*Science*.**359**(6377): 783–786. arXiv:1709.01478. Bibcode:2018Sci...359..783L. doi:10.1126/science.aao7293. Retrieved 17 February 2018. Explicit use of et al. in:`|author=`

(help)<templatestyles src="Module:Citation/CS1/styles.css"></templatestyles> - ↑ "A Preview of Bristlecone, Google's New Quantum Processor".
*Research Blog*. Retrieved 2018-03-06.<templatestyles src="Module:Citation/CS1/styles.css"></templatestyles> - ↑ "IBM Collaborating With Top Startups to Accelerate Quantum Computing". 5 April 2018. Retrieved 5 April 2018.<templatestyles src="Module:Citation/CS1/styles.css"></templatestyles>
- ↑ Nielsen, p. 42
- ↑ Nielsen, p. 41
- ↑
^{123.0}^{123.1}Bernstein, Ethan; Vazirani, Umesh (1997). "Quantum Complexity Theory".*SIAM Journal on Computing*.**26**(5): 1411–1473. CiteSeerX 10.1.1.144.7852. doi:10.1137/S0097539796300921.<templatestyles src="Module:Citation/CS1/styles.css"></templatestyles> - ↑ Ozhigov, Yuri (1999). "Quantum Computers Speed Up Classical with Probability Zero".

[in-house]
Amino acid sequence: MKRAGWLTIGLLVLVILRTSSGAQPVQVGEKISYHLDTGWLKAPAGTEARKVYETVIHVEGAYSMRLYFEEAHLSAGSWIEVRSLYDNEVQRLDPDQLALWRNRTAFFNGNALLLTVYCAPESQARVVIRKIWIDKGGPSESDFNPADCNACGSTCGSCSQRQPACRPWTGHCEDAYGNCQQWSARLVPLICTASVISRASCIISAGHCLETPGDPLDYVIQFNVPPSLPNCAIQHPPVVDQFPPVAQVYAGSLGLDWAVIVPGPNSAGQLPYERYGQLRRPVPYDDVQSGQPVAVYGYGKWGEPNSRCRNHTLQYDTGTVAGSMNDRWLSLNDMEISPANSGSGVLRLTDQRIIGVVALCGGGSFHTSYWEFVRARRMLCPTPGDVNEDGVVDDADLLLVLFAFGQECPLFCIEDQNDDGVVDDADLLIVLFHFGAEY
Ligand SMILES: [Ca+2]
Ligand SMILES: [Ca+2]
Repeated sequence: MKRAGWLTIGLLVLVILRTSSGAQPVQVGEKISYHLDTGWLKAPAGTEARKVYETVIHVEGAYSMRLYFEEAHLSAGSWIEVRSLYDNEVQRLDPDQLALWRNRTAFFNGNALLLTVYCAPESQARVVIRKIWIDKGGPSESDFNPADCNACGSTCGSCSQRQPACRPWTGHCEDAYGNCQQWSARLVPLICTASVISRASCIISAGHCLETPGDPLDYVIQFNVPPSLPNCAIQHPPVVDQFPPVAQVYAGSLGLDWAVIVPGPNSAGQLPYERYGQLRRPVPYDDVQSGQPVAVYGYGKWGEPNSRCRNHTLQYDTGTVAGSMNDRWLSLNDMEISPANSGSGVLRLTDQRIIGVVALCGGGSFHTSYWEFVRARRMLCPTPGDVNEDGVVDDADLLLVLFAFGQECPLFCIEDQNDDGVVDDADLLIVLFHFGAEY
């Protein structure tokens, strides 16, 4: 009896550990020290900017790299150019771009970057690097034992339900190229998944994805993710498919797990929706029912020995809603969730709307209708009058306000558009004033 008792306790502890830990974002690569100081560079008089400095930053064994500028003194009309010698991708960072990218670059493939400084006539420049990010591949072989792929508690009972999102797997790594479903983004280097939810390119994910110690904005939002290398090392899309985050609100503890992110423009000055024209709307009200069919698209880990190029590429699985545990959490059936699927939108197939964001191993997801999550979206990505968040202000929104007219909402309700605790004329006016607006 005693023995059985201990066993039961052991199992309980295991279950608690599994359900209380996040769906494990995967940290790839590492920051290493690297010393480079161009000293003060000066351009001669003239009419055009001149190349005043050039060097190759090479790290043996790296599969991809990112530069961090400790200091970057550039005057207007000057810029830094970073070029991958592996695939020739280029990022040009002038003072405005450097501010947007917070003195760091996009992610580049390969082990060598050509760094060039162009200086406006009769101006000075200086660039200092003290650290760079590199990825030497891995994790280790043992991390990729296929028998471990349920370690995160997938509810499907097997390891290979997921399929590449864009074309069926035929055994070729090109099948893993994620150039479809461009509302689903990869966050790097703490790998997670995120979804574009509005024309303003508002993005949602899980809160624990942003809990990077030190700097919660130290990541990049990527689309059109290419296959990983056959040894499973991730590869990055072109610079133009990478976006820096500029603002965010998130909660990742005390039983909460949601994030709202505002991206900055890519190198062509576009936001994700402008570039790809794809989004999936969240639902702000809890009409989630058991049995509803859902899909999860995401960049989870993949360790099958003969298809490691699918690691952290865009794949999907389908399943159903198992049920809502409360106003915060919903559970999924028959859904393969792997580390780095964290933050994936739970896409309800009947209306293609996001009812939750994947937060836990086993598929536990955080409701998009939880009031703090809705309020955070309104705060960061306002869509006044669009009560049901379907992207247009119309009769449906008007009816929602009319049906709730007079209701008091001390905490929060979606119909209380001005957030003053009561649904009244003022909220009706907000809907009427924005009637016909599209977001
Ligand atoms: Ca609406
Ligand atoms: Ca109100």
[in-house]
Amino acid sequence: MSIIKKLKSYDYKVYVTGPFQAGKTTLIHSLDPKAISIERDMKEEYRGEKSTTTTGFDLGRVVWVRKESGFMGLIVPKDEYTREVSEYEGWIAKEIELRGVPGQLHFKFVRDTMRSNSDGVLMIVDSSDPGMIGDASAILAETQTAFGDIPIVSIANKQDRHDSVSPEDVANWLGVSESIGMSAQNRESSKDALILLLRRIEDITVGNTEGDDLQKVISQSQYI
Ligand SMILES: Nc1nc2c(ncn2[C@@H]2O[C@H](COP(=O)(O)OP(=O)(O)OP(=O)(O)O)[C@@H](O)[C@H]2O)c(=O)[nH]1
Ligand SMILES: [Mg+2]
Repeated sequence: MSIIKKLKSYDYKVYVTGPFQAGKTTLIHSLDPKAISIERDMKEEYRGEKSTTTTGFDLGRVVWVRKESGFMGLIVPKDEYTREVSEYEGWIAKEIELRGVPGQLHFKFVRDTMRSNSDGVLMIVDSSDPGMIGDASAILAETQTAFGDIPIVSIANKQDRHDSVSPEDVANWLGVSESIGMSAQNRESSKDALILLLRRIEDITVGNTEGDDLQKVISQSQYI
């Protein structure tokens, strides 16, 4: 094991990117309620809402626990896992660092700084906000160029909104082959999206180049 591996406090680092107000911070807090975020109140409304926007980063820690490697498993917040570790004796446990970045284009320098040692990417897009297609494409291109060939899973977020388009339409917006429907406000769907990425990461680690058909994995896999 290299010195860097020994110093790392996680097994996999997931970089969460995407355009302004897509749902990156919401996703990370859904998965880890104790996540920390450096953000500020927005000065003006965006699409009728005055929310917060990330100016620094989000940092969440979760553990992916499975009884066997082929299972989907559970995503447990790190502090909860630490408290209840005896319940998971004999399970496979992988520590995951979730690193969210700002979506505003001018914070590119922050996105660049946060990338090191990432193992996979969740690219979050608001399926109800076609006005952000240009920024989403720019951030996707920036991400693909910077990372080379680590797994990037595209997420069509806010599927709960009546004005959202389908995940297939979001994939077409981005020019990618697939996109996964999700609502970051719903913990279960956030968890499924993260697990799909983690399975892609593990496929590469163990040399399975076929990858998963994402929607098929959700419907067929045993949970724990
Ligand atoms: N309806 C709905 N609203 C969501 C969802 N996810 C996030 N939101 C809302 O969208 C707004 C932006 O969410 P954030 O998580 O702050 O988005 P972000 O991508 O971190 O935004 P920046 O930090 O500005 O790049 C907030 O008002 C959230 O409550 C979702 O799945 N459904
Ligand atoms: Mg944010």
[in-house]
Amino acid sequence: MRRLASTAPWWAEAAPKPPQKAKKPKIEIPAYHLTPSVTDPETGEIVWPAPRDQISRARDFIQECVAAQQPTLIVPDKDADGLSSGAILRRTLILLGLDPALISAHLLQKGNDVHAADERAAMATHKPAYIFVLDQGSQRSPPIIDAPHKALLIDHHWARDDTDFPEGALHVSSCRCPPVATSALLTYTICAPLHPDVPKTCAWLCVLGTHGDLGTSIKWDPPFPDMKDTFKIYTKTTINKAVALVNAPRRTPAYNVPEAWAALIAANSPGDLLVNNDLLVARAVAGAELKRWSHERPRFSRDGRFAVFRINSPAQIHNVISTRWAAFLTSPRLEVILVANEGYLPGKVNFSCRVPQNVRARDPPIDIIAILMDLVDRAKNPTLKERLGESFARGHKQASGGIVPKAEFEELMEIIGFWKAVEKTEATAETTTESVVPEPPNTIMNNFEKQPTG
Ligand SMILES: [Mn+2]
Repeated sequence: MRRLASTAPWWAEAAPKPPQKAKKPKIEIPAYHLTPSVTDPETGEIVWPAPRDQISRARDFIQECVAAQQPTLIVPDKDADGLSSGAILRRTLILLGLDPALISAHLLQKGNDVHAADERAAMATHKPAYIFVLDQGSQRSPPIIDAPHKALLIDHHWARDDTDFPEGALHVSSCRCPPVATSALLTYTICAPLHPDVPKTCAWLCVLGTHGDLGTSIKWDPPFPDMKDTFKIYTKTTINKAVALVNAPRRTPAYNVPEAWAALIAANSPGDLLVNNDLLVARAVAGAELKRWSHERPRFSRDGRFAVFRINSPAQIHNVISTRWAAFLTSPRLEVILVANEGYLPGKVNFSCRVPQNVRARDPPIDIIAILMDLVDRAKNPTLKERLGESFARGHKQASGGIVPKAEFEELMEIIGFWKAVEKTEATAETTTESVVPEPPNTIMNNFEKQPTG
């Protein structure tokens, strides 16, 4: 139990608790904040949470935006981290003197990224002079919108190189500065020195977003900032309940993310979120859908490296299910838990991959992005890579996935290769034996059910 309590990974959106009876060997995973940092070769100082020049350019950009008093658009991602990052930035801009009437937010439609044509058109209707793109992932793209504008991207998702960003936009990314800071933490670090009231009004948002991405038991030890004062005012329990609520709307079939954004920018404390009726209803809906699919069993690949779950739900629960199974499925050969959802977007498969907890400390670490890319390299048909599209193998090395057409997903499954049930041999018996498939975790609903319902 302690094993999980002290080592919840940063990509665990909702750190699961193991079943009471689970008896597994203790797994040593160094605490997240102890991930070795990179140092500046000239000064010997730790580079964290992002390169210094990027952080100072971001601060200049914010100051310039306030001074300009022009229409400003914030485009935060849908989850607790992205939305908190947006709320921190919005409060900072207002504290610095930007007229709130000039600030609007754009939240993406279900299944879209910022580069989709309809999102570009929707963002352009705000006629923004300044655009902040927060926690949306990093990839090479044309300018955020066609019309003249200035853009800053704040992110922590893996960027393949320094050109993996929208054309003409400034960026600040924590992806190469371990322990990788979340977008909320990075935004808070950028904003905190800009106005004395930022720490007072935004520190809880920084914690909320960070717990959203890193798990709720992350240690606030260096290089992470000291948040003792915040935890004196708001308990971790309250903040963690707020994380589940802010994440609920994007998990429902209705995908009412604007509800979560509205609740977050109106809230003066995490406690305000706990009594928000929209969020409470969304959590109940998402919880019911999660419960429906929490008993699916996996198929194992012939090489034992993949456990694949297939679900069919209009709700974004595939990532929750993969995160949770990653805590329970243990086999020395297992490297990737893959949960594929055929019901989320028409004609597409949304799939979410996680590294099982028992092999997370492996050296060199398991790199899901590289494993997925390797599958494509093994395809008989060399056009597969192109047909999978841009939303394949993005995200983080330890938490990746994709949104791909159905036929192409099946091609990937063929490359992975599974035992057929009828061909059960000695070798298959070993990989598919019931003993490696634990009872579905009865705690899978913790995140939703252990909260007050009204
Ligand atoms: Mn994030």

*Chaos, Solitons & Fractals*.**10**(10): 1707–1714. arXiv:quant-ph/9803064. Bibcode:1998quant.ph..3064O. doi:10.1016/S0960-0779(98)00226-4.<templatestyles src="Module:Citation/CS1/styles.css"></templatestyles> - ↑ Ozhigov, Yuri (1999). "Lower Bounds of Quantum Search for Extreme Point".
*Proceedings of the London Royal Society*.**A455**(1986): 2165–2172. arXiv:quant-ph/9806001. Bibcode:1999RSPSA.455.2165O. doi:10.1098/rspa.1999.0397.<templatestyles src="Module:Citation/CS1/styles.css"></templatestyles> - ↑ Aaronson, Scott. "Quantum Computing and Hidden Variables" (PDF).<templatestyles src="Module:Citation/CS1/styles.css"></templatestyles>
- ↑ Nielsen, p. 126
- ↑ Scott Aaronson (2005). "NP-complete Problems and Physical Reality".